WASHINGTON — Officials announced the elaborate closing of San Francisco-based United Commercial Bank Friday night in a deal involving both U.S. and Chinese regulators and a buyer poised to assume the bank's operations immediately.

Pasadena-based East West Bank agreed to take over the $11 billion bank's U.S. operations, as well as a branch in Hong Kong and UCB-China, United Commercial's bank subsidiary in Shanghai. Operations will continue uninterrupted as early as this weekend.

The transaction followed extensive coordination between governments. U.S. officials said Chinese regulators had to give preliminary approval for East West to operate UCB-China and planning between regulators in the U.S., China and Hong Kong had been ongoing since UCB's problems – including fraud allegations and heavy commercial real estate losses – came to light.

"The resolution of UCB demonstrates value, and prospects, for international cooperation in resolutions of banks and other financial firms," the Federal Deposit Insurance Corp. said Friday.

The UCB failure capped off yet another busy Friday night for the FDIC. With four other failures of community banks, the year's total hit 120. The government's estimated losses from all five seizures Friday totaled about $1.5 billion.

UCB's 63 branches will begin to reopen on Saturday as part of East West, the FDIC said. Banking operations in China and Hong Kong will resume during normal hours on Monday.

The FDIC said the agency would continue to insure UCB's domestic deposits, while depositors in Hong Kong will continue to receive a full guarantee through the blanket protection provided by the government there.

Overall, East West agreed to assume $7.5 billion of UCB's deposits, and pay the FDIC a 1.1% premium. The acquirer also agreed to take over roughly $10.2 billion in assets, sharing losses with the FDIC on a $7.7 billion chunk. The resolution was estimated to cost the FDIC $1.4 billion.

The FDIC said the failure was caused primarily from losses due to "substantial concentrations" in U.S. commercial real estate and construction. The agency suggested the bank's problems possibly could have been detected sooner, but "earlier identification … may have been impeded through alleged fraud exercised by former senior management, currently under investigation by the relevant authorities."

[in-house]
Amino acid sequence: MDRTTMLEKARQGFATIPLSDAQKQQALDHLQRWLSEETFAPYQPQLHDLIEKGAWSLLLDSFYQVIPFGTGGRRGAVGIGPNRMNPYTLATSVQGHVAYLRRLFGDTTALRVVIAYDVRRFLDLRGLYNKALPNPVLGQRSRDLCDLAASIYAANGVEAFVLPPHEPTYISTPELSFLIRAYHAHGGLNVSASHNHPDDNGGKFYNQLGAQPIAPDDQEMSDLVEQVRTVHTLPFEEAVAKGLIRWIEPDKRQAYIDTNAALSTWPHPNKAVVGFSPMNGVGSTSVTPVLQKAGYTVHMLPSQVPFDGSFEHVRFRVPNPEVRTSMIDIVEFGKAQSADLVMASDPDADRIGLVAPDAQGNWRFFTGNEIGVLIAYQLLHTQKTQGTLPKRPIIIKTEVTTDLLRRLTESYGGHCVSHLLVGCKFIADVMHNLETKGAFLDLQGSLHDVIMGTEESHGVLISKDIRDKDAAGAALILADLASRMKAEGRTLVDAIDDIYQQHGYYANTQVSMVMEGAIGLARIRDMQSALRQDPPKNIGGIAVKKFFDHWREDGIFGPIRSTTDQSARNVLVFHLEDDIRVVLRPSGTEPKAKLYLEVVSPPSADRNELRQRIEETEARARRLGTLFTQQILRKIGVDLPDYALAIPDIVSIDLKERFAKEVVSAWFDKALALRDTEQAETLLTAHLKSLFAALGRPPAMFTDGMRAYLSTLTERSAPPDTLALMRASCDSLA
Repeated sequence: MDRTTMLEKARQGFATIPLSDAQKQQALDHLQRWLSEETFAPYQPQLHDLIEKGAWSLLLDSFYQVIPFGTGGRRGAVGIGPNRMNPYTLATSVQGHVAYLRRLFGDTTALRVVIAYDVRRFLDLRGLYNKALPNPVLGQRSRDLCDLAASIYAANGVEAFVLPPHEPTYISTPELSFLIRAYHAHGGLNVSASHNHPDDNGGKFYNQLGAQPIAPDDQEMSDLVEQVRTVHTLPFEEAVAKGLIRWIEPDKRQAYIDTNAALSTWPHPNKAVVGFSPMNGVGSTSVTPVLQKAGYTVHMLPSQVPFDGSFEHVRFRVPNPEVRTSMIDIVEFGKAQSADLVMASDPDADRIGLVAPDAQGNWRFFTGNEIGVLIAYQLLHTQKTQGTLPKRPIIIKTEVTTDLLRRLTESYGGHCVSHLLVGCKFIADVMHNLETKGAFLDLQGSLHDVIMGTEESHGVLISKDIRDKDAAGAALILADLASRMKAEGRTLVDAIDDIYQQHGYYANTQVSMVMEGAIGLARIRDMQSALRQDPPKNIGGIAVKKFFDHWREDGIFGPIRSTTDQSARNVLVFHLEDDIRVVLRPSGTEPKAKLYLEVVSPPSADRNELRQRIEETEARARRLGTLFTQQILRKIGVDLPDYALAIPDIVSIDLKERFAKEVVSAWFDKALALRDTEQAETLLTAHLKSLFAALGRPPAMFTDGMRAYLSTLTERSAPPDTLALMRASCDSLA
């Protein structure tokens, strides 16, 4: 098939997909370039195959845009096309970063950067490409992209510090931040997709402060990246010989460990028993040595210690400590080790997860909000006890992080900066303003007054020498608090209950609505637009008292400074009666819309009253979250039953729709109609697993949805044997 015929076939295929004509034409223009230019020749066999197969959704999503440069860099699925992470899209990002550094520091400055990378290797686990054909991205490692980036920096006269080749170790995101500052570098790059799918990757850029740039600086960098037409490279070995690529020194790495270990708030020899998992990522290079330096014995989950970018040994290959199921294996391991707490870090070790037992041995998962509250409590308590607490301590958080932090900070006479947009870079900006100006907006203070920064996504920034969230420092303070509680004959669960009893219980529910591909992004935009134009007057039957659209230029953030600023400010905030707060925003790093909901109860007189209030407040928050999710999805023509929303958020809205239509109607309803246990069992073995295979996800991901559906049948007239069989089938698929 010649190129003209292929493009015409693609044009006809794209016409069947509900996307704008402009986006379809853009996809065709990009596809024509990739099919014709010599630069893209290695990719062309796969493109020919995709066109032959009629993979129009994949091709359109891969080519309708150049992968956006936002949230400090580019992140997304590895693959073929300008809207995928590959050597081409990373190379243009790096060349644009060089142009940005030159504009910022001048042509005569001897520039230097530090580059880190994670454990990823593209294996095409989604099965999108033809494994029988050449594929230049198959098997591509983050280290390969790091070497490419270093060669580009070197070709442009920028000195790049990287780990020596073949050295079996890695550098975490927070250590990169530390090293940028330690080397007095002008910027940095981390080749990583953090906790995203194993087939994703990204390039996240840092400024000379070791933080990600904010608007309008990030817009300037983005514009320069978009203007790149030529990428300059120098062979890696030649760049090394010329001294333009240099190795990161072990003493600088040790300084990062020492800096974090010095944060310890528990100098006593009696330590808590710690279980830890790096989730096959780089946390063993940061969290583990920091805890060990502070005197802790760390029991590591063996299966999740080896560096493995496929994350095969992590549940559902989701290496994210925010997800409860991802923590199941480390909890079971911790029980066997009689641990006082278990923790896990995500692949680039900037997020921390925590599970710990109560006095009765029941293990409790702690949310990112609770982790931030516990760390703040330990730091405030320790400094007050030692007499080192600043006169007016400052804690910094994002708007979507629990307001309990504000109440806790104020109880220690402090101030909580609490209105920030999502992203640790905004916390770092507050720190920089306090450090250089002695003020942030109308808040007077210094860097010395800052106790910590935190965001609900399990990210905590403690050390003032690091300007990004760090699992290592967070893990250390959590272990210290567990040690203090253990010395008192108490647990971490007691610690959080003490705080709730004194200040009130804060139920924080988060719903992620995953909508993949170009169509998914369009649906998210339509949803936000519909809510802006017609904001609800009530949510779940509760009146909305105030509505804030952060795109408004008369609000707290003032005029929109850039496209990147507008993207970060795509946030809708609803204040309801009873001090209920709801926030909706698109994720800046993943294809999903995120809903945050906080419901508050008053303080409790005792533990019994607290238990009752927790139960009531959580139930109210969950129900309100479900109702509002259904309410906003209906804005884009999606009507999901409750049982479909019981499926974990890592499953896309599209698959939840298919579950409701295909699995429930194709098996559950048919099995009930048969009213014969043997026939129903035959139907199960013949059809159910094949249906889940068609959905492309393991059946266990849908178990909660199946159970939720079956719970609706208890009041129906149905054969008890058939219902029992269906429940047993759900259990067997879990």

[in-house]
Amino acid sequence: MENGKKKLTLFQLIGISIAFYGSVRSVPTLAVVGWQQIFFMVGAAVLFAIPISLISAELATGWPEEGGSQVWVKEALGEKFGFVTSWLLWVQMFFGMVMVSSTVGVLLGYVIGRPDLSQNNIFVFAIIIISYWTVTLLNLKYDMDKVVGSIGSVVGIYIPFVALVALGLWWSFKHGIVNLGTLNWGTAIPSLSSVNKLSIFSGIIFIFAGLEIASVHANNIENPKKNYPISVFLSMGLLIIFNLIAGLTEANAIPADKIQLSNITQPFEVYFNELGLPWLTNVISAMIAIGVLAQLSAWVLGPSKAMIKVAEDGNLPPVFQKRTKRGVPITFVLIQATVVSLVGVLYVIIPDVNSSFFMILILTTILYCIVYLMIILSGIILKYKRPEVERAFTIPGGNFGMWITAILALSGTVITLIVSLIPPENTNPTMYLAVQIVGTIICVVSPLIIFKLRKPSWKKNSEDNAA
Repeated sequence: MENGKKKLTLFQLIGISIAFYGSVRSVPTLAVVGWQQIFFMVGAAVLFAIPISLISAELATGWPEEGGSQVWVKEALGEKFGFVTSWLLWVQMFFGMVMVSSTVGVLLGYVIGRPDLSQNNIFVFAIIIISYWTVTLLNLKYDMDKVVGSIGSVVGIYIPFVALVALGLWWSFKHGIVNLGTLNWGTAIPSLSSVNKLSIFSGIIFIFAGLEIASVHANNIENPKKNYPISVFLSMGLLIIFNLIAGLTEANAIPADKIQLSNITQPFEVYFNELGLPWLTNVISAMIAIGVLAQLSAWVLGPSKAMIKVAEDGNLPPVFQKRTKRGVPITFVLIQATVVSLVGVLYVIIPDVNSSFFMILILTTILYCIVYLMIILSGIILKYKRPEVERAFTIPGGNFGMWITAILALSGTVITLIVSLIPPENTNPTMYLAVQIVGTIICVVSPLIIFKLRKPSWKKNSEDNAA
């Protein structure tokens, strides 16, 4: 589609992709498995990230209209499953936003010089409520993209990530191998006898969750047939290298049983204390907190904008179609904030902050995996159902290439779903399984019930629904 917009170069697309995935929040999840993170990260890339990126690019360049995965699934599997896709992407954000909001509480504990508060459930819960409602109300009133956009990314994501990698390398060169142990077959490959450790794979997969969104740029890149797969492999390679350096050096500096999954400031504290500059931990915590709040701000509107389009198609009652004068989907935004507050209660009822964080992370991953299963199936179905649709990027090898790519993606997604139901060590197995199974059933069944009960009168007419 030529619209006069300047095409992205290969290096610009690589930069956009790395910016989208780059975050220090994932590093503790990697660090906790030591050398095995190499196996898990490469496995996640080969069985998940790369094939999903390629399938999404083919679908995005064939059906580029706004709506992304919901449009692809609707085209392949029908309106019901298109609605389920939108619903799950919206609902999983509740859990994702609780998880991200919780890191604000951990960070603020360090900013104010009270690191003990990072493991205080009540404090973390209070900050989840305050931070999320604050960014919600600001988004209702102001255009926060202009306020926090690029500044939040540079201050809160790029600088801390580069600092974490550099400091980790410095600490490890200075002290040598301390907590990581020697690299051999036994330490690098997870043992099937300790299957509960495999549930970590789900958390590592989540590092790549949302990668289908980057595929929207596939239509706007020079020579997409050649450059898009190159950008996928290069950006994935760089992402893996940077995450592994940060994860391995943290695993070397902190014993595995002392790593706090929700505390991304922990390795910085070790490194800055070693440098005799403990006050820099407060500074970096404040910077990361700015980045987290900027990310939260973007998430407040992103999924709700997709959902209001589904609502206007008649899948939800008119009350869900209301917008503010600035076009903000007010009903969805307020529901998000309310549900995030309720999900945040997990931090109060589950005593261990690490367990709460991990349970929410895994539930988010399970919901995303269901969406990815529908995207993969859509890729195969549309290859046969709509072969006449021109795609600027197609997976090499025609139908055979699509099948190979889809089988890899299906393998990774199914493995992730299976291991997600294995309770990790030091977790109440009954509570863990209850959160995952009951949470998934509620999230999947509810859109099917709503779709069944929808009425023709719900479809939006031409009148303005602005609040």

Following a cease-and-desist order from the FDIC and California regulators in early September, the bank announced the departure of both UCB's chief executive officer and chief operating officer.

"The order raised specific concerns with respect to management's use of policies and practices that were detrimental to the bank and jeopardized the safety of its deposits," the FDIC said.

Earlier in the night, the FDIC closed banks in Minnesota, Georgia, Missouri and Michigan.

The first closure was that of $157 million-asset United Security Bank in Sparta, Ga. The Federal Deposit Insurance Corp. sold the bank's $150 million in deposits and virtually all of its assets to Ameris Bank in Moultrie, Ga., which paid a 0.36% deposit premium.

Ameris and the FDIC agreed to share losses on a $123 million pool of the failed bank's assets. The FDIC estimated the cost of the resolution will be $58 million.

Regulators also closed $199 million-asset Prosperan Bank in Oakdale, Minn.; $28 million-asset Gateway Bank of St. Louis; and $15 million-asset Home Federal Savings Bank in Detroit.

The agency estimated Prosperan's failure will cost about $60 million. Alerus Financial in Grand Forks, N.D., agreed to pay a 1.02% premium for all of Prosperan's $176 million in deposits. It will also acquire about 87% of its assets, but share losses with the FDIC.

Meanwhile, Central Bank of Kansas City agreed to assume all of Gateway's $28 million of deposits, paying no premium, and acquire virtually all of the failed bank's assets. The failure was estimated to cost $9.2 million.

The FDIC said the operations of Home Federal, a thrift, would resume during normal business hours as part of Liberty Bank and Trust Co. in New Orleans. Liberty B&T agreed to assume all of Home Federal's $12.8 million in deposits, and acquire virtually all of its assets. The buyer did not pay a premium. The resolution was estimated to cost $5.4 million.

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